College football has answered the prayers of frustrated fans everywhere, and it only took a century. This season, the national champion will be determined by the same method used in every other major American team sport: A playoff.

Four teams will participate in semifinals hosted by the Rose and Sugar bowls on New Year's Day, with the winners advancing to the final in Cowboys Stadium.

It sure seems like a grand and glorious development, but be careful what you wish for.

Will the four-team playoff be an improvement on the Bowl Championship Series? There are more skeptics within the sport's halls of power than you might think, but let's take a cautiously optimistic view -- yes, the playoff will be an improvement on the BCS.

A rising gold football-shaped trophy will be the prize for the national champion in the new College Football Playoff.
A rising gold football-shaped trophy will be the prize for the national champion in the new College Football Playoff. (Tony Gutierrez / AP)

Is it the ideal solution? No, it is not.

Not when there are four playoff berths for five major conferences.

Not when the members of the selection committee charged with picking the teams have a vested interest in those very teams and a recusal process that has yet to be tested.

Not when the committee plans to eschew the "the most deserving (teams) on the resume" in favor of what it deems "the four best teams," as chairman Jeff Long explained several months ago.

That alarmingly nebulous charge gives the committee enough leeway to make things up as it goes along. Controversy, consternation and frustration are sure to follow.

Consider the uproar that would have occurred last season had the playoff been in place.


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Based on records, resumes and rankings on the final day of the season, undefeated Florida State would have been a lock, followed by the one-loss champions from two power conferences: Auburn (SEC) and Michigan State (Big Ten).

But what about the fourth spot? The committee will purportedly place heavy emphasis on conference championships, schedule strength, head-to-head results and results against common opponents.

That all sounds great, but it would have resolved nothing.

Alabama only lost once despite playing in the nation's toughest conference, and the loss came on a fluke play on the road against a team in the playoffs (Auburn). But the Crimson Tide didn't win its division, much less its conference.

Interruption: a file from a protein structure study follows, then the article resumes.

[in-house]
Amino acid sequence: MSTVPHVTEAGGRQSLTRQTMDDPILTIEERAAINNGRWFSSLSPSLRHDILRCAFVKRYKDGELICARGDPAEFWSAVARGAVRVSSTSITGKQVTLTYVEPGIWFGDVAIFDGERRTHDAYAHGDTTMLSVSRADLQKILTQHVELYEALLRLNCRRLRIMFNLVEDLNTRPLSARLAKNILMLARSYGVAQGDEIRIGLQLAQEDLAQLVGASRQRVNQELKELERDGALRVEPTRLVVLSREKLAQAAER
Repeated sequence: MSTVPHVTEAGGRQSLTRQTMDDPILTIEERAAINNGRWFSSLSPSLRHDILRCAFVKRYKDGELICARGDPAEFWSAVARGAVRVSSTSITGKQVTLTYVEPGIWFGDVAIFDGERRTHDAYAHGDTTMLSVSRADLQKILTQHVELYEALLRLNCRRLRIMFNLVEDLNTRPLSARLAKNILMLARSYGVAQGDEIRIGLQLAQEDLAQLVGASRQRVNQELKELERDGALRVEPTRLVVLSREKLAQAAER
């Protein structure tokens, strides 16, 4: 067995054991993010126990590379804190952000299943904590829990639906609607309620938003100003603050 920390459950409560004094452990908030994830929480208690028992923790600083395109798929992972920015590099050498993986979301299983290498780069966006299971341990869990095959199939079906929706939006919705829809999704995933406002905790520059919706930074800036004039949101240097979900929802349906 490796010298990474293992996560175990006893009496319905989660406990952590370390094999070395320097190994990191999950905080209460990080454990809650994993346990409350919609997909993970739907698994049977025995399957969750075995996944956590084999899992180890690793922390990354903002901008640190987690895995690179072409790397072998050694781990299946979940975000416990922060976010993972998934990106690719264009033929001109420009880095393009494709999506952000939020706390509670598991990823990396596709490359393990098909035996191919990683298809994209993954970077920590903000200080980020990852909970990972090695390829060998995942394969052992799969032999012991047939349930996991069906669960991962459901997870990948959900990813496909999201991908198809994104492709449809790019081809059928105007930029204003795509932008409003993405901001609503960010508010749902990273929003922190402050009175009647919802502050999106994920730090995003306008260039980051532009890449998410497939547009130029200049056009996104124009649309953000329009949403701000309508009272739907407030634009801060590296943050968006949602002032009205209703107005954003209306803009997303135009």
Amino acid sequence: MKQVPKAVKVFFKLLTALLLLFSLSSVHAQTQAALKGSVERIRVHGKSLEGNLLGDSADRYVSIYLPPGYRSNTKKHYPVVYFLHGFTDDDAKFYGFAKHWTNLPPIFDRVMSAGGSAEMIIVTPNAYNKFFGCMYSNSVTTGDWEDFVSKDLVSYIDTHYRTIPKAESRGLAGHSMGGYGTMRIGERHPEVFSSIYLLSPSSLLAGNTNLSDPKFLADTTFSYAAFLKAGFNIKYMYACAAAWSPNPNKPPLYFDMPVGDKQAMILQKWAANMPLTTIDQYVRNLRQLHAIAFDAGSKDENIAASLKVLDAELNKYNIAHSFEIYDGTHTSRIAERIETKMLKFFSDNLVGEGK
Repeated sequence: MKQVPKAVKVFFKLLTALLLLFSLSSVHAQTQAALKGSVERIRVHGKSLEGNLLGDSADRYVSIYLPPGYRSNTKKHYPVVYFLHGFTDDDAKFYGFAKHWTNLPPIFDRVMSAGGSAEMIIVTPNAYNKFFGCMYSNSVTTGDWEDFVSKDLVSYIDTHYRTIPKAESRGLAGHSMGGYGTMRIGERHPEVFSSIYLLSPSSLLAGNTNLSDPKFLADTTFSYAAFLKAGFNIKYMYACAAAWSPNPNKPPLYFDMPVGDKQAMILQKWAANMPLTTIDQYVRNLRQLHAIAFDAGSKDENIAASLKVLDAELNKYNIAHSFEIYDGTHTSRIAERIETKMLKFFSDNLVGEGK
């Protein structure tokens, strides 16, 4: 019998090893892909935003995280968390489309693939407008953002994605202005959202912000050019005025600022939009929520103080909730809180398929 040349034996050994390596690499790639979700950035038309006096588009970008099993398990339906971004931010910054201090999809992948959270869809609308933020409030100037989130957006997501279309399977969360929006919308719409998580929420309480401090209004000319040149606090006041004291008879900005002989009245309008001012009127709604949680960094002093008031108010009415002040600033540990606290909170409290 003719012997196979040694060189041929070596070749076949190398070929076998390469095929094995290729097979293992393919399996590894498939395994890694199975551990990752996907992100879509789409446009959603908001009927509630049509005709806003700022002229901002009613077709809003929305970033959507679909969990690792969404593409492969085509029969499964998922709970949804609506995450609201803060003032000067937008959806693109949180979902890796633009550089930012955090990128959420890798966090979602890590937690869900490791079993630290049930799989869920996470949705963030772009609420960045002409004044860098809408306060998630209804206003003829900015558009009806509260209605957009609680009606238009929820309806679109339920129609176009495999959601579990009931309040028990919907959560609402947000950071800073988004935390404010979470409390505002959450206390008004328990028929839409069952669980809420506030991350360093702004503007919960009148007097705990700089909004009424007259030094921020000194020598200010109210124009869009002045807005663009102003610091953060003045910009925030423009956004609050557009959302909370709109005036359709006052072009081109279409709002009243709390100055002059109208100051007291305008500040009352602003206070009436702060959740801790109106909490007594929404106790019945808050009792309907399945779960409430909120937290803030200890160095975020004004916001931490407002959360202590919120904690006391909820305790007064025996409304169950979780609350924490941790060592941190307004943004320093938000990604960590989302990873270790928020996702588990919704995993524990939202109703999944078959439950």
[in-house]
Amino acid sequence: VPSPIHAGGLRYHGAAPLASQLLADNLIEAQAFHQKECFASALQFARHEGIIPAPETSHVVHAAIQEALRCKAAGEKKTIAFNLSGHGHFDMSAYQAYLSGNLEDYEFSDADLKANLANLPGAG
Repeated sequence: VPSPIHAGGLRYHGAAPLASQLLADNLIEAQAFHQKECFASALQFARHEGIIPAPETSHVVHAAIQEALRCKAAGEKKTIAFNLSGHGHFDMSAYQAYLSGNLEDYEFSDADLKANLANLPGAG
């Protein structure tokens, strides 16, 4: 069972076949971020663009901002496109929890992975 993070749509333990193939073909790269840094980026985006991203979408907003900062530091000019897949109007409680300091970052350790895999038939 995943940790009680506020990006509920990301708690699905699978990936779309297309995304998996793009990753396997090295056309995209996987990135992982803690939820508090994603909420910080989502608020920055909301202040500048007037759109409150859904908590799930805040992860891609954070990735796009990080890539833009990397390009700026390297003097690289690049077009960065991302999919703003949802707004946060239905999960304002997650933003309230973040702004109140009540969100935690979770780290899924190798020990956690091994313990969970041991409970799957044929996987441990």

Stanford was the champion of the second-best league in the land and beat twice as many ranked opponents as Alabama. But the Cardinal had one more loss than the Tide, and it was a bad one: Utah.

Imagine the outrage in SEC country if the mighty Crimson Tide, its only loss coming on a 109-yard return of a missed field goal, had been squeezed out of the playoffs by a team that lost to Utah.

Imagine the outrage from Pac-12 territory if the Cardinal, despite its league title and six wins over ranked opponents -- more than any of the playoff participants -- had been left out in favor of a team that finished second in its division.

Then imagine the reaction when Stanford's omission is announced by Long, the chairman, who happens to be the athletic director at a school in Alabama's conference.

No, this is not going to be seamless.

(The best part of the new system, frankly, is the schedule: The six playoff-level bowls -- the Rose, Sugar, Fiesta, Cotton, Peach and Orange -- will form back-to-back tripleheaders on New Year's Eve and New Year's Day.)

In reality, the four-team playoff only gets us halfway to the promised land: An eight-team event that would render moot any real or perceived hypocrisies on the part of the committee -- or any other flaws in the system, for that matter.

Because the playoff is based on a three-year rotation of games, expansion is at least six years away -- and possibly 12, which would take us through the entirety of ESPN's reported $7 billion-plus contract with the major conferences.

The men in charge have been coy, naturally, but don't think they haven't discussed an eight-team playoff. The name they chose, College Football Playoff, is bland enough to work regardless of the number of teams. Future expansion would not force them to re-brand the event.

So let's cross our fingers for the future and be cautiously optimistic about the present, which sounds a lot like the state of things 16 years ago when college football introduced us to a postseason system called the BCS.

For more on college sports, see Jon Wilner's College Hotline at blogs.mercurynews.com/collegesports. Contact him at jwilner@mercurynews.com or 408-920-5716.

WHO WOULD YOU LEAVE OUT?

Had the four-team playoff been
implemented last season, the final playoff spot would have come down to Nick Saban (left) and his powerhouse at Alabama and David Shaw (right) and his Pac-12 champs at Stanford. Here's a look at both team's resumes heading into bowl season:

Alabama Stanford
SEC Conference Pac-12
11-1, 7-1 Record 11-2, 7-2*
@Auburn Losses @USC, @Utah
* -- won Pac-12 championship


Purdy: Stanford winning with old-school offensive attack. PAGE 2